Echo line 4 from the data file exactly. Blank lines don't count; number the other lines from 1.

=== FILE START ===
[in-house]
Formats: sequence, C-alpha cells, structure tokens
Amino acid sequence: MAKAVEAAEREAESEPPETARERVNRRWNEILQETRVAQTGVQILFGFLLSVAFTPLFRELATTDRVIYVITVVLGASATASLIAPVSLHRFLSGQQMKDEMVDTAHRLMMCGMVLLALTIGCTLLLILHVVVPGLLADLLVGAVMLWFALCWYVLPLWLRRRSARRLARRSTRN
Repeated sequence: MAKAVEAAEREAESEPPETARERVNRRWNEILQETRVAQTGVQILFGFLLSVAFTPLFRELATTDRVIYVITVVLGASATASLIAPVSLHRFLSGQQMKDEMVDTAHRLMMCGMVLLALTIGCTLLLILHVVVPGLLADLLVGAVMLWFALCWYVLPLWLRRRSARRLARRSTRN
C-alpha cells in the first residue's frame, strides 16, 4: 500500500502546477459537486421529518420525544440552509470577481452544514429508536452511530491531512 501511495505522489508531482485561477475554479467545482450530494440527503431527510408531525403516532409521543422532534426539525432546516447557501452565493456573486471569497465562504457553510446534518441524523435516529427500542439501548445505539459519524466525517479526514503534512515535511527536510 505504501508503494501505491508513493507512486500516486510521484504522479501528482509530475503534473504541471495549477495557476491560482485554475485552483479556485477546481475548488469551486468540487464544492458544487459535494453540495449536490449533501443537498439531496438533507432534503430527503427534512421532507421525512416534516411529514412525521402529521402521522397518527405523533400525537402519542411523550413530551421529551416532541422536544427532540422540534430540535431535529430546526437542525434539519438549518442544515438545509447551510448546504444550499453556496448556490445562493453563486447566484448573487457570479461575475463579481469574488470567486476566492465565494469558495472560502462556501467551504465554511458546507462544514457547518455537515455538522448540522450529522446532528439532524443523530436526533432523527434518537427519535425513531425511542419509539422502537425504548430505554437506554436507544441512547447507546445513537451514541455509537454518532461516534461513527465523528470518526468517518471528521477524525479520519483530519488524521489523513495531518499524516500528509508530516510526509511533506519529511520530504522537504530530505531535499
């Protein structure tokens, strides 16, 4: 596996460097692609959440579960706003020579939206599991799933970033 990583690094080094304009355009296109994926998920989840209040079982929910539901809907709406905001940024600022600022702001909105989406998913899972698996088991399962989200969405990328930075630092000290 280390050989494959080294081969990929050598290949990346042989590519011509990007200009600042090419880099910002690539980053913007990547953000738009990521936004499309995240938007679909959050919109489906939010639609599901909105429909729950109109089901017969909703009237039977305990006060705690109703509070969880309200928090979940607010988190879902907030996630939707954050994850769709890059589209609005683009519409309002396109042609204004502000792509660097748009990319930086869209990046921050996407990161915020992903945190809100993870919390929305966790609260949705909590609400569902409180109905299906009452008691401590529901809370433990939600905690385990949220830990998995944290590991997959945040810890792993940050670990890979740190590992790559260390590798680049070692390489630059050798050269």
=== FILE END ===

Repeated sequence: MAKAVEAAEREAESEPPETARERVNRRWNEILQETRVAQTGVQILFGFLLSVAFTPLFRELATTDRVIYVITVVLGASATASLIAPVSLHRFLSGQQMKDEMVDTAHRLMMCGMVLLALTIGCTLLLILHVVVPGLLADLLVGAVMLWFALCWYVLPLWLRRRSARRLARRSTRN